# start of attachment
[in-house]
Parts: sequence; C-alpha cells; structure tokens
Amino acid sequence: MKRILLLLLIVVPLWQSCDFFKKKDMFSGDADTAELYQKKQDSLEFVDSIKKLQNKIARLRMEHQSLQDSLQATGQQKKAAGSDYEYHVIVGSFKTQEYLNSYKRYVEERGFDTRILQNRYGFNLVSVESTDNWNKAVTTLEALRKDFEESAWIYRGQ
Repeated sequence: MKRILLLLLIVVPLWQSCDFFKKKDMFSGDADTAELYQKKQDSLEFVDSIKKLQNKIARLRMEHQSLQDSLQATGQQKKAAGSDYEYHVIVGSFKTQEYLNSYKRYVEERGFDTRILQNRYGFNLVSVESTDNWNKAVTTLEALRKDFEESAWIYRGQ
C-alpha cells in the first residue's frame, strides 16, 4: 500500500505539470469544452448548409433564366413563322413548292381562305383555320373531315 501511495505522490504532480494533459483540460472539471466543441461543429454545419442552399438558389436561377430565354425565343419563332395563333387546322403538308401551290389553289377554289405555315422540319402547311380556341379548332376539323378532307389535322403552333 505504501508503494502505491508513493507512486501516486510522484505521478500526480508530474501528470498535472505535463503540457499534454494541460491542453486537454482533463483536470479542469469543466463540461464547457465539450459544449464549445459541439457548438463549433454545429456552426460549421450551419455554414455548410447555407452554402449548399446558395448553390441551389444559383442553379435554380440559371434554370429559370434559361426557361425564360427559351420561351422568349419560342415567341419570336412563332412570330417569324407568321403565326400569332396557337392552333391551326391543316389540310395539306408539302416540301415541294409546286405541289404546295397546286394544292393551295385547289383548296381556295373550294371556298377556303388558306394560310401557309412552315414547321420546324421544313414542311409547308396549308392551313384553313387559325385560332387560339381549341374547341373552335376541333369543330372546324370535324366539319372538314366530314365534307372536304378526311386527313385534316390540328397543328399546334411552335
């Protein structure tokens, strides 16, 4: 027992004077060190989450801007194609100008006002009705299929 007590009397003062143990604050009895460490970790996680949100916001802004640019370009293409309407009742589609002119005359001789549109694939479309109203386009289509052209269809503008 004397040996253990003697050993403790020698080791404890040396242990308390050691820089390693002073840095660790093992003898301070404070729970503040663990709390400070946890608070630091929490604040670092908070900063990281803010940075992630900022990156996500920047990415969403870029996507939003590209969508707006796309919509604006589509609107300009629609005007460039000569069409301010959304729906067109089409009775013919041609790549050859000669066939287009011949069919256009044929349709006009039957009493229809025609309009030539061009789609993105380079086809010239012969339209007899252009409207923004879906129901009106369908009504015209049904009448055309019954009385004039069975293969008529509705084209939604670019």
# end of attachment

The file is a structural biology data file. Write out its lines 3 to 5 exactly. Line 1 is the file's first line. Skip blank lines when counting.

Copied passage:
Amino acid sequence: MKRILLLLLIVVPLWQSCDFFKKKDMFSGDADTAELYQKKQDSLEFVDSIKKLQNKIARLRMEHQSLQDSLQATGQQKKAAGSDYEYHVIVGSFKTQEYLNSYKRYVEERGFDTRILQNRYGFNLVSVESTDNWNKAVTTLEALRKDFEESAWIYRGQ
Repeated sequence: MKRILLLLLIVVPLWQSCDFFKKKDMFSGDADTAELYQKKQDSLEFVDSIKKLQNKIARLRMEHQSLQDSLQATGQQKKAAGSDYEYHVIVGSFKTQEYLNSYKRYVEERGFDTRILQNRYGFNLVSVESTDNWNKAVTTLEALRKDFEESAWIYRGQ
C-alpha cells in the first residue's frame, strides 16, 4: 500500500505539470469544452448548409433564366413563322413548292381562305383555320373531315 501511495505522490504532480494533459483540460472539471466543441461543429454545419442552399438558389436561377430565354425565343419563332395563333387546322403538308401551290389553289377554289405555315422540319402547311380556341379548332376539323378532307389535322403552333 505504501508503494502505491508513493507512486501516486510522484505521478500526480508530474501528470498535472505535463503540457499534454494541460491542453486537454482533463483536470479542469469543466463540461464547457465539450459544449464549445459541439457548438463549433454545429456552426460549421450551419455554414455548410447555407452554402449548399446558395448553390441551389444559383442553379435554380440559371434554370429559370434559361426557361425564360427559351420561351422568349419560342415567341419570336412563332412570330417569324407568321403565326400569332396557337392552333391551326391543316389540310395539306408539302416540301415541294409546286405541289404546295397546286394544292393551295385547289383548296381556295373550294371556298377556303388558306394560310401557309412552315414547321420546324421544313414542311409547308396549308392551313384553313387559325385560332387560339381549341374547341373552335376541333369543330372546324370535324366539319372538314366530314365534307372536304378526311386527313385534316390540328397543328399546334411552335